$475.00 USD
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1715 William Dampier Antique Twin Hemisphere World Map, California Is. Australia

1715 William Dampier Antique Twin Hemisphere World Map, California Is. Australia

Description: 
This beautiful copper-plate engraved scarce, original antique Twin Hemisphere World Map by William Dampier was published in the 1715 French edition of A New Voyage Around the World (Nouveau Voyage autour du Monde)
Fantastic map showing the route taken by Dampier on his first voyage in his ship Roebuck, visiting NW Australia, GOM and Southern Africa whilst circumnavigating the world. California is shown as an island as was the popular belief at the time.

Background: William Dampier (1651 - 1715) was an English explorer and navigator who became the first Englishman to explore parts of what is today Australia, and the first person to circumnavigate the world three times. He has also been described as Australia's first natural historian, as well as one of the most important British explorers of the period between Sir Walter Raleigh and James Cook.
After impressing the Admiralty with his book A New Voyage Round the World, Dampier was given command of a Royal Navy ship and made important discoveries in western Australia, before being court-martialled for cruelty. On a later voyage he rescued Alexander Selkirk, a former crewmate who may have inspired Daniel Defoe's Robinson Crusoe. Others influenced by Dampier include James Cook, Horatio Nelson, Charles Darwin.
In 1679, Dampier joined the crew of the buccaneer Captain Bartholomew Sharp on the Spanish Main of Central America, twice visiting the Bay of Campeche, or "Campeachy" as it was then known, on the north coast of Mexico. This led to his first circumnavigation, during which he accompanied a raid across the Isthmus of Darién in Panama and took part in the capture of Spanish ships on the Pacific coast of that isthmus. The pirates then raided Spanish settlements in Peru before returning to the Caribbean.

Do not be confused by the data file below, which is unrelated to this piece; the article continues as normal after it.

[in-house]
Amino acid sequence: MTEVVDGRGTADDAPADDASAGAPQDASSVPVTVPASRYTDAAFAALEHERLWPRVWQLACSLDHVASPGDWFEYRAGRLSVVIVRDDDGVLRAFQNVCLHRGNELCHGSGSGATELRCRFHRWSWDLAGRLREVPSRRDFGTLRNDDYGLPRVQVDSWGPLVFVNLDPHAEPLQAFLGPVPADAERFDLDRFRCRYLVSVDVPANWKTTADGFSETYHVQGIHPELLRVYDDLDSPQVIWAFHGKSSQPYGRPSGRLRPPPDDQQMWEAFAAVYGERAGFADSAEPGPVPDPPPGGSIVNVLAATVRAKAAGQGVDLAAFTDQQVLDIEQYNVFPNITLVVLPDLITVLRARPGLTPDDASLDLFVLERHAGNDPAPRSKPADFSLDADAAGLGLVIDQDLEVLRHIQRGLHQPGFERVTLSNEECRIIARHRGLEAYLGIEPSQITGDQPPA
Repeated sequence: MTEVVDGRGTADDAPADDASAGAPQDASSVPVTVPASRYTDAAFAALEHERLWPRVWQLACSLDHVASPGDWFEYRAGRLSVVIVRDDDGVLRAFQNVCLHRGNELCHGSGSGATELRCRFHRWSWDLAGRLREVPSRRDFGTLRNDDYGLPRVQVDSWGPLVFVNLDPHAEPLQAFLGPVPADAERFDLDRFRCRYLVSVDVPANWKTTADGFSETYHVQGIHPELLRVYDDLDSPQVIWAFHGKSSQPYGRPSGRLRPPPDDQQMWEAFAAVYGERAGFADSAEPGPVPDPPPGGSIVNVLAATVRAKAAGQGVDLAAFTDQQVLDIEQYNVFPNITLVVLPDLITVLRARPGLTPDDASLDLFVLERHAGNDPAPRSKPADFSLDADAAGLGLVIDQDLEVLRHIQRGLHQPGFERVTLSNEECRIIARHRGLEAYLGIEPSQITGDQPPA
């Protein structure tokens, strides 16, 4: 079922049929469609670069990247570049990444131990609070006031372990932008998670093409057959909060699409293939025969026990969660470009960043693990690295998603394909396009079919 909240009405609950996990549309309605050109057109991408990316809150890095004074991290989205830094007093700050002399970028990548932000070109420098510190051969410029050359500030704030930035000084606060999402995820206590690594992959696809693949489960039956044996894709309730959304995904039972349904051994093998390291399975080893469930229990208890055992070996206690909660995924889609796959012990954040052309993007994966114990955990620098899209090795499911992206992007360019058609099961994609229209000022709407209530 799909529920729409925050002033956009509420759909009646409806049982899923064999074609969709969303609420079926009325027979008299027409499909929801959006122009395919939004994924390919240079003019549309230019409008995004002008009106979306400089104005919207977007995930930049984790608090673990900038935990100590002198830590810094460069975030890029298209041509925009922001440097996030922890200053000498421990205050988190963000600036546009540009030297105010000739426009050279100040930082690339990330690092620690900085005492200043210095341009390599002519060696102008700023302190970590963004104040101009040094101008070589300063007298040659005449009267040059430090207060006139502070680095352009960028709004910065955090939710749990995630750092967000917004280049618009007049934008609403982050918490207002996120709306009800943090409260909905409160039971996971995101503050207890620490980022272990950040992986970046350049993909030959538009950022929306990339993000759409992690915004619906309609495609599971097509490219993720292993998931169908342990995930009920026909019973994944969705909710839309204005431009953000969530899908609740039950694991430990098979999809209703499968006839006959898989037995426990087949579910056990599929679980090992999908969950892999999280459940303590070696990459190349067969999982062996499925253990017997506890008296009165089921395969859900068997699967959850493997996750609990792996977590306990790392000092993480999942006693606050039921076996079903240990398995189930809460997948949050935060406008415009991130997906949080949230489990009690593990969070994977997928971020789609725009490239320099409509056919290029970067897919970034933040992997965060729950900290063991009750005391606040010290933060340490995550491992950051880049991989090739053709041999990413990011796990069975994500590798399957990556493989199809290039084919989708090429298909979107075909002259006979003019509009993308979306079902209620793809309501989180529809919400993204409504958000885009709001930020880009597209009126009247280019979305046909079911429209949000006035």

Dampier made his way to Virginia, where in 1683 he was engaged by the privateer John Cooke. Cooke entered the Pacific via Cape Horn and spent a year raiding Spanish possessions in Peru, the Galápagos Islands, and Mexico. This expedition collected buccaneers and ships as it went along, at one time having a fleet of ten vessels. Cooke died in Mexico, and a new leader, Edward Davis, was elected captain by the crew.
Dampier transferred to the privateer Charles Swan's ship, Cygnet, and on 31 March 1686 they set out across the Pacific to raid the East Indies, calling at Guam and Mindanao. Spanish witnesses saw the predominantly English crew as not only pirates and heretics but also cannibals. Leaving Swan and 36 others behind on Mindanao, the rest of the privateers sailed on to Manila, Poulo Condor, China, the Spice Islands, and New Holland. Contrary to Dampier's later claim that he had not actively participated in actual piratical attacks during this voyage, he was in fact selected in 1687 to command one of the Spanish ships captured by Cygnet's crew off Manila.